Tuesday, December 17, 2013

Why Muslims should remember Mandela

© Shafiq Morton
NELSON Rolihlahla Mandela, the colossus, has been laid to rest. That he affected millions of people during his lifetime is beyond debate.

From the ghosts of District Six to the tight alleys of Gaza, I have personally witnessed the electrifying effect that this man has had on the downtrodden. For them, he represented the possibility of the impossible – the hope of justice being served after decades of struggle.

This is something we need to respect and understand beyond the clichés of self-serving public officials and gravy-train surfers who know little about the values that Madiba – or the ANC – once stood for.

But why we should remember Madiba, firstly, is that because as a faithful and loyal servant of Africa’s oldest liberation movement, he was able to rise to individual greatness above its whole – or as Joel Netshitenzhe has said: Mandela was a man of “unique remarkability”.

In fact, it was this “unique remarkability” that was recognised by those near to him in the early 1960’s. The Mandela of 1990, the man who became president, was nurtured within a circle of close comrades. He became the sum of the sacrifice of those who were around him.

Madiba, of course, acknowledged this – although his tributes to Sisulu, Tambo and others were often eclipsed by his own headlines. Secondly, we should remember him because it was his overwhelming liberality of spirit, his endearing humility and his sense of humanity that created this “unique remarkability”.

Unlike the Afrikaner regime the anti-apartheid movement did not regard us as non-people, or declare the Qur’an subversive in the courts. Whilst some Muslims had been quietist, many had been present in struggle circles – from Ahmad Kathrada and Yusuf Dadoo to Amina Cachalia and the Meers.

In fact Goolam Vahed’s seminal book, Muslim Portraits, the Anti-Apartheid Struggle, lists 385 “A-team” Muslim anti-apartheid activists. Not all ANC (the book profiles, for example, activists such as Imam Abdullah Haron, the PAC’s Gora Ebrahim and Qibla’s Ahmad Cassiem) it does chronicle a proud political heritage.

And on Robben Island – where Madiba spent 18 years – the tomb of the Yemeni-born saint Shaikh Abdurahman Matarah (situated on the northern side of the prison) was a constant reminder of the role Muslims at the Cape had played against Dutch colonialism.

In 1989 Madiba wrote a letter to Shaikh Nazeem Mohamed of the MJC courteously expressing his appreciation of the Muslim community’s support for the anti-apartheid struggle. I saw the letter myself, but the Shaikh would not let me touch it.

He also sent a letter to Shaikh Abdul Gamiet Gabier in 1982 in which he spoke about his upbringing. He also expressed admiration of Dr Abdullah Abdurahman, as well as Molvi Cachalia and Imam Abdurahman Bassier, then imam at the Boorhaanol mosque in Longmarket Street.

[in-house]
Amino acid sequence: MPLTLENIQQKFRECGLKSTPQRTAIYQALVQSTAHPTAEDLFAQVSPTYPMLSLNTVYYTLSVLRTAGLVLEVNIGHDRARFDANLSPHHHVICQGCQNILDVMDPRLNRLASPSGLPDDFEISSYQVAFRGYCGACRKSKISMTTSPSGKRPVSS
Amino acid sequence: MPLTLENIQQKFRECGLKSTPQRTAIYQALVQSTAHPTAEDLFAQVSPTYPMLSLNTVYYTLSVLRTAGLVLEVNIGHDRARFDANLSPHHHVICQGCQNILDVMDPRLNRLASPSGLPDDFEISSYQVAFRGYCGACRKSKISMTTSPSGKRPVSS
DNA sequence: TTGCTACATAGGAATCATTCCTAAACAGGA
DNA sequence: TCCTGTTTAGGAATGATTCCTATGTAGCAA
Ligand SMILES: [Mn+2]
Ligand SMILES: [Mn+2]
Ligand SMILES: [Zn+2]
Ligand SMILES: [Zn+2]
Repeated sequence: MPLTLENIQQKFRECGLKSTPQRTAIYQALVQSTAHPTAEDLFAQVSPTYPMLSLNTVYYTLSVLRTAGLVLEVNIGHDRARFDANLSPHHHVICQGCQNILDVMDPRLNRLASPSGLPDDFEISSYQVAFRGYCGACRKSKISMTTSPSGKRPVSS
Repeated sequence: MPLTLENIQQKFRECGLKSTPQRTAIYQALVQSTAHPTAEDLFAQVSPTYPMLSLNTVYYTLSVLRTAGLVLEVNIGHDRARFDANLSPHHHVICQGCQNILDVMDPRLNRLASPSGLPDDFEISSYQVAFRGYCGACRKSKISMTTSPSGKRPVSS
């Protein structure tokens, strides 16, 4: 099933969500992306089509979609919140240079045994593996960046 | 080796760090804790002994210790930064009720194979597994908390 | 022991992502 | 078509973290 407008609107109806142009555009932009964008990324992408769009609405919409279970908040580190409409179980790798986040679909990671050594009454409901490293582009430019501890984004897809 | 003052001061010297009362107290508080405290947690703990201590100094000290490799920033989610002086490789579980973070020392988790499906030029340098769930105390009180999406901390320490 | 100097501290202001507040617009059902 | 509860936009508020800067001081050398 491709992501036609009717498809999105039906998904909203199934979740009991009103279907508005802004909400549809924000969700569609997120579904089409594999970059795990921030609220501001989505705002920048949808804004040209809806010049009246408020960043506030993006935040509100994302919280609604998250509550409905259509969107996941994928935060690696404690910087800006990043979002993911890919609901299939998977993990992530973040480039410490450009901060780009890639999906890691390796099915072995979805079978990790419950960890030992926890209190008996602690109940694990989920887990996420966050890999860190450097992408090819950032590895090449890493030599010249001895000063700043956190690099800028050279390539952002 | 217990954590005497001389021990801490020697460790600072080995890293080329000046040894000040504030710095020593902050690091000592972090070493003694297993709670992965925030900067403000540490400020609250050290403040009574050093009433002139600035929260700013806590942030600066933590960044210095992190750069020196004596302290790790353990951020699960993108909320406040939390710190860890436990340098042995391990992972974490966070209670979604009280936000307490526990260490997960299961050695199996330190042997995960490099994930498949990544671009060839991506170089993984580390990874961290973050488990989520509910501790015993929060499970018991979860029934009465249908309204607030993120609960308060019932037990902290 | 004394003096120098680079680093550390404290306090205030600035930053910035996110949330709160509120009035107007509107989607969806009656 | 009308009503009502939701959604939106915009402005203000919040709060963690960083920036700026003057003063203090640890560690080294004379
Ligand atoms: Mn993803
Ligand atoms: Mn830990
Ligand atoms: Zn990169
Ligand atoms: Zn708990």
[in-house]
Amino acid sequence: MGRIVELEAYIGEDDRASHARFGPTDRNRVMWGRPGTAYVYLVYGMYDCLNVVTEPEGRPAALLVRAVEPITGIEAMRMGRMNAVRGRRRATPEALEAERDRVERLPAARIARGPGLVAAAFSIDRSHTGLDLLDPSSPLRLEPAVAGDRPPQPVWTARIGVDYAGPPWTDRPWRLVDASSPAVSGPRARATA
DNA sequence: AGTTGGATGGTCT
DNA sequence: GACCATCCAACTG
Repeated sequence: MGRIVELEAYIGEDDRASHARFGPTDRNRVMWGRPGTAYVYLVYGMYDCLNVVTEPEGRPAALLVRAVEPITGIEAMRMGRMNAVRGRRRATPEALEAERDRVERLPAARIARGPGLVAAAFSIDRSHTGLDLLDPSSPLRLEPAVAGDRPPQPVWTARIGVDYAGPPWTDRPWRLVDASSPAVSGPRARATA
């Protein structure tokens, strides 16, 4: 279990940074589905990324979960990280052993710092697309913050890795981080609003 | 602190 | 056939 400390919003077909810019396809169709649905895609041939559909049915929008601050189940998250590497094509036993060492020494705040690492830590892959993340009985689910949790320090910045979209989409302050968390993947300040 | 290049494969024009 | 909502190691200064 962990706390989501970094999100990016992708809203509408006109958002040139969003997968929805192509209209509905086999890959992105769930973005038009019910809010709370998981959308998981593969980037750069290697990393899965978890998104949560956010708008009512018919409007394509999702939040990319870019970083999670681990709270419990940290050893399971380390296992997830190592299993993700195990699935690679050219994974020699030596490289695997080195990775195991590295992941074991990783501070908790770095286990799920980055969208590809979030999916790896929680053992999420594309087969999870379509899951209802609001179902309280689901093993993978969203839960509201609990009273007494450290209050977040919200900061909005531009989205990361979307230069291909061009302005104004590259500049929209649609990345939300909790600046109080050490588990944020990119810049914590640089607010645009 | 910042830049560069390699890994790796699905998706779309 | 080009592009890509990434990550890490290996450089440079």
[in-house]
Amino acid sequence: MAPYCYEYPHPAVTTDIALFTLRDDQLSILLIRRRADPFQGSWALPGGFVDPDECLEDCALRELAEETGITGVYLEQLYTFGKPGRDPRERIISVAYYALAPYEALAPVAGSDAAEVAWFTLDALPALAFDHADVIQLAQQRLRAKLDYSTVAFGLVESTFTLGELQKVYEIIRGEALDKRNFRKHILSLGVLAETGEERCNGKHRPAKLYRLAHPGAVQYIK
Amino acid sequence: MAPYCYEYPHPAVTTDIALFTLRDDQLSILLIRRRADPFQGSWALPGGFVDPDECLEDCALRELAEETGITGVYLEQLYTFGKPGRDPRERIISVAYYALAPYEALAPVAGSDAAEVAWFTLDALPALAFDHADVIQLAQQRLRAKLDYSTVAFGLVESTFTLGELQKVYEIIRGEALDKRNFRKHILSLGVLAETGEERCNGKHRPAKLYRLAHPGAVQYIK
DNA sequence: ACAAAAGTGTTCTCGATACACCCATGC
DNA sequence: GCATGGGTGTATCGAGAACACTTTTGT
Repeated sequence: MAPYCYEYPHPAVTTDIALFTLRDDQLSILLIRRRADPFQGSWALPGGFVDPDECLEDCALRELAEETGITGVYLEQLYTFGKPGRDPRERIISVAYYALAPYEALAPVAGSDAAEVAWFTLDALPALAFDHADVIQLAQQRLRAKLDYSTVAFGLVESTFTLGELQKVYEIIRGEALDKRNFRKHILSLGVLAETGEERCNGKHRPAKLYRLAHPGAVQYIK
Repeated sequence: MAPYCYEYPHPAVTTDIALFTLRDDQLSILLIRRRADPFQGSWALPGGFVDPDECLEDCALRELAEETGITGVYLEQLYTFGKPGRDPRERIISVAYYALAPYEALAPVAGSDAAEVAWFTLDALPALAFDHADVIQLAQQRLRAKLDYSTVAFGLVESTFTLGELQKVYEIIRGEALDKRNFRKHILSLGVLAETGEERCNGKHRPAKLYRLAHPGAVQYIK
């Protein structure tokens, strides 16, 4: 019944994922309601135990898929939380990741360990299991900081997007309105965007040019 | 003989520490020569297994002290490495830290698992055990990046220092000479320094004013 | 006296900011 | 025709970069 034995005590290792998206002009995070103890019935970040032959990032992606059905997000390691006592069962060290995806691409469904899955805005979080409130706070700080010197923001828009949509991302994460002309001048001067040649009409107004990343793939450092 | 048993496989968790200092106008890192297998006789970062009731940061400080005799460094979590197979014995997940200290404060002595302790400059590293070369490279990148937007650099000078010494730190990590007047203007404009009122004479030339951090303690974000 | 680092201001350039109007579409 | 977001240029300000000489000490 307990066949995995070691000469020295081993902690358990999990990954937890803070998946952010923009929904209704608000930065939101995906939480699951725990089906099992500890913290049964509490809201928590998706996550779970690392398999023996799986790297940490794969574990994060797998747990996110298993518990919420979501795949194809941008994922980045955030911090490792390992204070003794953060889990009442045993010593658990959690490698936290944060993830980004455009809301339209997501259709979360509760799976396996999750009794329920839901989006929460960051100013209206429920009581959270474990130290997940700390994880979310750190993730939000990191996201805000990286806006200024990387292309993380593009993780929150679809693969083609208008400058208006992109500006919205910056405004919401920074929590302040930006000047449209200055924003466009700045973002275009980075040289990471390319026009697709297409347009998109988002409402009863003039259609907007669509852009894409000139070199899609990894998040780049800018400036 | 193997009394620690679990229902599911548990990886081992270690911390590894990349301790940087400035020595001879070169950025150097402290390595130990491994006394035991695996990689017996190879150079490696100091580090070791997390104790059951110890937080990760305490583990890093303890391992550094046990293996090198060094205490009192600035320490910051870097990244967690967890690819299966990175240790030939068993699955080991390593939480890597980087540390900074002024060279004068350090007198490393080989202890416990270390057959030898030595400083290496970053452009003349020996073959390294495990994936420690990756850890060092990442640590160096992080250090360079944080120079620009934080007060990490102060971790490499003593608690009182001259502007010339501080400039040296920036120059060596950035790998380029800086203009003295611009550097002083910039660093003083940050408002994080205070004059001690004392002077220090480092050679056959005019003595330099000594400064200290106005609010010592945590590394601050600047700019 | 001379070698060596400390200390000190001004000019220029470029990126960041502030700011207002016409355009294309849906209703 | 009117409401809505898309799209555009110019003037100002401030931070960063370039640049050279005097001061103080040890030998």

In 1990, after his release, Madiba made several trips to the Cape. He paid homage to Tuan Guru at the Tana Baru, met local leaders and was the main speaker at the 1994 Tricentenary Commemoration.

Perhaps the most auspicious moment for us was his visit to the Awwal mosque in April 1994. There he stated that religious leadership should form the moral backbone of the new South Africa, and in a moment I’ll never forget, knelt on the ground when the Qur’an was recited.

The images of Madiba in a Cape Town mosque were transmitted across the world. Their impact was massive, for here was a non-Muslim head of state honouring Islam. He even got away with scolding US presidents and honouring struggle ties with Gaddafi, Castro and the PLO.

Madiba was a friend to all South Africans, including its Muslims, who today enjoy freedoms that are the envy of the ummah. Those who might want to carp need to remember that Madiba’s legacy is a South Africa without enemies. Only in Mandela country could a US president shake hands with a Castro.

Debate about whether Madiba should be the beneficiary of Muslim tribute – or even prayerful remembrance – is small minded. Scholars are unanimous that to honour another human being is a praiseworthy thing. That is why the Prophet (SAW) stood up out of respect for a Jewish funeral procession, saying that the deceased was a son of Adam.

He (SAW) had no qualms about allowing the early Muslims to seek refuge from the Quraish in the court of the Abyssinian Negus, then a well-known Christian monarch. “Go to him, for he is a just ruler,” were the noble Prophet’s words. Indeed, history shows us that the Negus was as magnanimous as the Prophet (SAW) in understanding truth and fairness.

The Prophet’s (SAW) letter to the monks at St Catherine’s in the Sinai is another example, in which the Prophet (SAW) extended a hand of friendship and a guarantee of protection in an agreement that stands today.